Saturday, October 22, 2011

What Happens When You Write the President

Obama opened the purple folder on Jan. 8 and pulled out a three-page letter written on lined notebook paper. He prefers handwritten letters to e-mails, believing them to be more thoughtful, with better stories. The writing consisted of bubbly block letters, sometimes traced twice for emphasis. Obama started to read.
"Dear Mr. President," the letter began.

Jennifer Cline, 27, did not typically write letters, but she was not usually this bored. "Jeopardy" had ended, and so had "Wheel of Fortune." She sat on the couch in her single-story duplex in Monroe, MI flipping through the channels until Obama's face appeared on the screen. It was a holiday special of some kind, featuring the first family, and Cline set down the remote. She had voted for Obama, and she liked him even more now on TV, glimpsing his life inside the White House. He had two young daughters; she had two young sons. He had a dog; she had a dog. It occurred to Cline that Obama seemed normal somehow, like the kind of person who might want to read a letter.

"I lost my job, my health benefits and my self worth in a matter of 5 days...In Michigan, Mr. President, jobs are very difficult to land....I then was diagnosed with both melonoma [sic] and basal cell skin cancer."

Cline had written three pages in less than 10 minutes, more a stream-of-consciousness journal entry than a formal note. She never considered that anyone might read it.

She walked to the porch, dropped the letter in an aluminum mailbox and pulled up the red flag. She had never been to Washington. One day, she wanted to take her boys. She wondered what the White House looked like up close. She wondered whether it had a mailbox.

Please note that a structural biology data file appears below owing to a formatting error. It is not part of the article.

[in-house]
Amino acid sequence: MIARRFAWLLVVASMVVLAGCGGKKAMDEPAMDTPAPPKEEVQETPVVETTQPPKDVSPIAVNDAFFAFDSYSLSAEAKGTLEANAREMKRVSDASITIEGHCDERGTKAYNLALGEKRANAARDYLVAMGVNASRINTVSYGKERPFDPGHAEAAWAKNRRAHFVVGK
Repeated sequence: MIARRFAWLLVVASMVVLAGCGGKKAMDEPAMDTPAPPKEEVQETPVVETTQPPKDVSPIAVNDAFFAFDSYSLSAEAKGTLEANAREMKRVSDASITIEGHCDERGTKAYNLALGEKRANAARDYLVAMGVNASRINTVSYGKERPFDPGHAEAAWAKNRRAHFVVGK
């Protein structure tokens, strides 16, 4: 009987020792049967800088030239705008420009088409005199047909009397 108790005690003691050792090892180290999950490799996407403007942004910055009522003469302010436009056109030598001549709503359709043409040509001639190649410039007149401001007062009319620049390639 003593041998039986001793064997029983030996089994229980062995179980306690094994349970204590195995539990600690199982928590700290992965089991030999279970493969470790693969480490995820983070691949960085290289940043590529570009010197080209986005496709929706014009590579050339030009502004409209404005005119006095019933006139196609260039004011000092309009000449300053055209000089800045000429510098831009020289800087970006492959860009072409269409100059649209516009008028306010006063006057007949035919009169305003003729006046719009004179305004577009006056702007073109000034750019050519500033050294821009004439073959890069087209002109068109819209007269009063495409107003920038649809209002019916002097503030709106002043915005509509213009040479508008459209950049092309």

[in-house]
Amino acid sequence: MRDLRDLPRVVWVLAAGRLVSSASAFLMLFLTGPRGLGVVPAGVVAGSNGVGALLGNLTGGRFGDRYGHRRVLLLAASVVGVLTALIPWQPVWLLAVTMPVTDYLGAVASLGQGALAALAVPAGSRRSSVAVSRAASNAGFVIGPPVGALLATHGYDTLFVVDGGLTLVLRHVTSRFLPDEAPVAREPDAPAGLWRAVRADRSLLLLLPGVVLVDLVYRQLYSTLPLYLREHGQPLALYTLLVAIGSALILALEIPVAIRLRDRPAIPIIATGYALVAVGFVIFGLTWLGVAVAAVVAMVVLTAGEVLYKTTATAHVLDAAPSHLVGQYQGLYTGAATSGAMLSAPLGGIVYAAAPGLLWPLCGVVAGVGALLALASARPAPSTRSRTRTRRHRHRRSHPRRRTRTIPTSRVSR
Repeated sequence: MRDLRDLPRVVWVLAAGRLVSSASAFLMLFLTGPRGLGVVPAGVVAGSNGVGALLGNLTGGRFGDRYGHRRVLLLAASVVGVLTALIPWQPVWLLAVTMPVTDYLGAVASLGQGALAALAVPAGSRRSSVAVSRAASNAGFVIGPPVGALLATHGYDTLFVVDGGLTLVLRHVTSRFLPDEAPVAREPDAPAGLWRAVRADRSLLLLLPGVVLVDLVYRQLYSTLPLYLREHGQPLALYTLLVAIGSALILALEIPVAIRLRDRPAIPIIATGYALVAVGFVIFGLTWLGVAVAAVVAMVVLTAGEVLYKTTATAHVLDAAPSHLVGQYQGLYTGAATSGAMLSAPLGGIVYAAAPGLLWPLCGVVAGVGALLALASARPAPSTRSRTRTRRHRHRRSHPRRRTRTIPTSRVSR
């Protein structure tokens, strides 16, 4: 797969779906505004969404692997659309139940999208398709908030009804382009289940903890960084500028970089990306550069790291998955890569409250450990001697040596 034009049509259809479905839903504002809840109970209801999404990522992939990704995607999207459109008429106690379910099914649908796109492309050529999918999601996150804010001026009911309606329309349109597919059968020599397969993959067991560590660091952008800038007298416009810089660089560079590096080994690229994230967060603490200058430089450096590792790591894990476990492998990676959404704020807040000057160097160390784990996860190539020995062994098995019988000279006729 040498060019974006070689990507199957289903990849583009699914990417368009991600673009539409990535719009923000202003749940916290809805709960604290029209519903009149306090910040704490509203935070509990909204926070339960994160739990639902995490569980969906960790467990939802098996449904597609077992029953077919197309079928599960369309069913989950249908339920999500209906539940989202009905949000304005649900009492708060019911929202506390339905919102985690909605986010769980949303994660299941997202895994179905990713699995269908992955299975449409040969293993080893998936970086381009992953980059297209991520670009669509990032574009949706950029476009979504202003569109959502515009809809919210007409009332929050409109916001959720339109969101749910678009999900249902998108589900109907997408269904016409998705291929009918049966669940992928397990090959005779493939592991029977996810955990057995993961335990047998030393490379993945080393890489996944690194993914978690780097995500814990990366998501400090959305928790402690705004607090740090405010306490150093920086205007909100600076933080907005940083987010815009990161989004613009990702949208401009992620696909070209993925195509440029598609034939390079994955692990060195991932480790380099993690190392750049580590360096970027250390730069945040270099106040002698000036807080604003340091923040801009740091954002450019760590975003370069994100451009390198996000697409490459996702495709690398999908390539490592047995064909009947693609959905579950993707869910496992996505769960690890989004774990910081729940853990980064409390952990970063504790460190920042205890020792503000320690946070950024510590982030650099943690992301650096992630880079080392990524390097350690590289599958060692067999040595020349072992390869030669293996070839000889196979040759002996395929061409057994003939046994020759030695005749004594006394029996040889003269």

More of this touching story - the kind you don't normally read about powerful politicans, particularly not about a sitting POTUS.

Sometimes Obama writes a short note back like this:

 And on more than occasion, the president has cut personal checks to struggling Americans who've written to the White House.

Thursday, October 13, 2011

869 Cities, 71 Countries - United for Global Change - October 15

On October 15th people from all over the world will take to the streets and squares.

From America to Asia, from Africa to Europe, people are rising up to claim their rights and demand a true democracy. Now it is time for all of us to join in a global non violent protest.

The ruling powers work for the benefit of just a few, ignoring the will of the vast majority and the human and environmental price we all have to pay. This intolerable situation must end.

United in one voice, we will let politicians, and the financial elites they serve, know it is up to us, the people, to decide our future. We are not goods in the hands of politicians and bankers who do not represent us.

On October 15th, we will meet on the streets to initiate the global change we want. We will peacefully demonstrate, talk and organize until we make it happen.

It’s time for us to unite. It’s time for them to listen.

Where to go

Among the 869 cities:
Seattle, which could be said to be the father of all this given the '99 WTO Protest

and little villages in Germany like Witzenhausen

Wednesday, October 12, 2011


Different Types of Marriages

Thought provoking:

If it were acceptable for people to wed for a variety of reasons, perhaps we would see contracts of 20 years for a parenting marriage,* five-year renewable contracts for a financial security marriage, and two-year renewable agreements for companionship marriages.